This week we were asked to read a couple of papers written by N. Katherine Hayles, a professor and post-modern literary critic at Duke University, and Manuel Castells, a sociologist specialising in information society, communication, and globalisation. However, the reading that interested me the most was the “Introduction” in Critical Terms for Media Studies, edited by W. J. T. Mitchell and Mark B. N. Hansen. In it, Mitchell and Hansen discuss Marshall McLuhan and his most influential work, Understanding Media (1964). McLuhan believes that “media is … [an extension] of man,” meaning that there is a “fundamental correlation” between “the human and the technical” (xii). I find it fascinating that he came up with this idea over fifty years ago when technology wasn’t anywhere near what it is today.
I’m mesmerised by how far we’ve come in such a short time. I can distinctly remember my 8th grade science teacher talking to us on the playground, telling us about machines that were being invented where you could feed in a piece of paper and have it come out from another machine … maybe even across the world! (hello, fax machine!)
He’s also the one who told us that soon we’d be able to use phones that would show you a video of the person you’re speaking to in real time (Skype, anyone?) I mean, this was back in 1985; to me, it doesn’t seem that long ago, but when we consider how quickly technology has taken off in just the past ten years, it feels like eons ago.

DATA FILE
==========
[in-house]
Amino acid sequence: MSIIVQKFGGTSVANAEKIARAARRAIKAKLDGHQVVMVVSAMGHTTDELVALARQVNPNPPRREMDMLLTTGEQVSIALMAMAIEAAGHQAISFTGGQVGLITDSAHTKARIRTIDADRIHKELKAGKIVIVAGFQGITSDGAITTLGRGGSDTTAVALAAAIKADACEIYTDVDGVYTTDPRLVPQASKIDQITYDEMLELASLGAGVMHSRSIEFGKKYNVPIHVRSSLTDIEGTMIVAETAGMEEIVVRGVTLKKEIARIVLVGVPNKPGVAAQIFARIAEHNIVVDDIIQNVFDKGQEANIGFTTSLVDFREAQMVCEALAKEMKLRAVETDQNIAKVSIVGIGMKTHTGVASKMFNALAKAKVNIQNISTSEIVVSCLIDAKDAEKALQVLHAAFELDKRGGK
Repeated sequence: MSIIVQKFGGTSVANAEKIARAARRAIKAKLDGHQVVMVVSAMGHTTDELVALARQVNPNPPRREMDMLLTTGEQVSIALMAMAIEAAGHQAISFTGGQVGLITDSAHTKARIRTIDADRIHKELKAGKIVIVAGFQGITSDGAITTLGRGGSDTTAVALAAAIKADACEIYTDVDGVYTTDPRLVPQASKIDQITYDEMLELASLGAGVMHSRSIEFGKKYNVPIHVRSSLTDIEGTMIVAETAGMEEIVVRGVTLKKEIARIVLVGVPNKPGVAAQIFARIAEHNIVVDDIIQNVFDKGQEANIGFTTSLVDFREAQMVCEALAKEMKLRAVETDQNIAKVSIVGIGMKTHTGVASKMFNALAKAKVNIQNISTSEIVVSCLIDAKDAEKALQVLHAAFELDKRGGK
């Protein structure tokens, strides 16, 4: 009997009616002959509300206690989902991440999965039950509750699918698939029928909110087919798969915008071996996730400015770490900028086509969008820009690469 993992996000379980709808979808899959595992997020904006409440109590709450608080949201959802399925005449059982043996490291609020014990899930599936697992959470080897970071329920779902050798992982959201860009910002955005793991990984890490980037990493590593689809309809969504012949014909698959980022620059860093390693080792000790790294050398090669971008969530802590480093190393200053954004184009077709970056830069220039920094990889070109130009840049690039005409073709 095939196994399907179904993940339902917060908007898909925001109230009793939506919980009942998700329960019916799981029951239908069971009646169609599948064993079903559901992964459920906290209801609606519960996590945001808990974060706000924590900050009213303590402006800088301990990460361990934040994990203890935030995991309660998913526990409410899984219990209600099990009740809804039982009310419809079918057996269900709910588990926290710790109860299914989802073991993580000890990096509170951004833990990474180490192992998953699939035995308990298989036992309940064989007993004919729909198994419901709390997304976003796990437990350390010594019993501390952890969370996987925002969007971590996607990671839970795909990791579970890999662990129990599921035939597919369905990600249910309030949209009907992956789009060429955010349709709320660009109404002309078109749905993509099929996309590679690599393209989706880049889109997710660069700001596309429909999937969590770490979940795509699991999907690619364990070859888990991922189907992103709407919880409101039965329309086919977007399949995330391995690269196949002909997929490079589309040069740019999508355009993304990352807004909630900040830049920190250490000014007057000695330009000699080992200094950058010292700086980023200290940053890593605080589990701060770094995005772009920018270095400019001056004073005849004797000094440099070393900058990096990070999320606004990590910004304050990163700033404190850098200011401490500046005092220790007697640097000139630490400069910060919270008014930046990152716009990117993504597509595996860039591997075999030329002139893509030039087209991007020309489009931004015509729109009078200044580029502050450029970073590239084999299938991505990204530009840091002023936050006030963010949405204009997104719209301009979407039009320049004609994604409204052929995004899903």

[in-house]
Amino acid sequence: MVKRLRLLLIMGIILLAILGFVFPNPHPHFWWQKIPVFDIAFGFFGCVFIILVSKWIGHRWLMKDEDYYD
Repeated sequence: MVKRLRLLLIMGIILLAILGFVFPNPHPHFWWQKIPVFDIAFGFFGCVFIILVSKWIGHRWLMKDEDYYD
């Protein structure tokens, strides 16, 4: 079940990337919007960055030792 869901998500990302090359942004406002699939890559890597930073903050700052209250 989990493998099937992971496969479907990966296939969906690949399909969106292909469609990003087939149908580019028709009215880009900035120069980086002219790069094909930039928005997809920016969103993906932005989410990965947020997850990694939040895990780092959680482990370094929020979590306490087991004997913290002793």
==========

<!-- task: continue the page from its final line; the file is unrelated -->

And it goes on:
Now, I can’t imagine my life without technology. For me, it truly has become “a prosthesis” of sorts (xii). I use various social media sites for networking: Facebook to keep in touch with family and friends, Twitter for educational and/or political posts, and Instagram for fun. My iPhone is never more than an arm’s length away from me, which, now that I think about it, is kind of pathetic.
I’m like a forlorn iPhone lover, pining to hold it even if it’s charging in the next room.
Cappell, Tanja. “Collage of Digital (Social) Networks.” Flickr, https://www.flickr.com/photos/frauhoelle/.
Fawahl, Omar Jordan. “iPhone 6+ Screen.” Flickr, https://www.flickr.com/photos/omarjordanf/.
Mitchell, W. J. T., and Mark B. N. Hansen, editors. Critical Terms for Media Studies. Chicago, IL, The University of Chicago Press, 2010.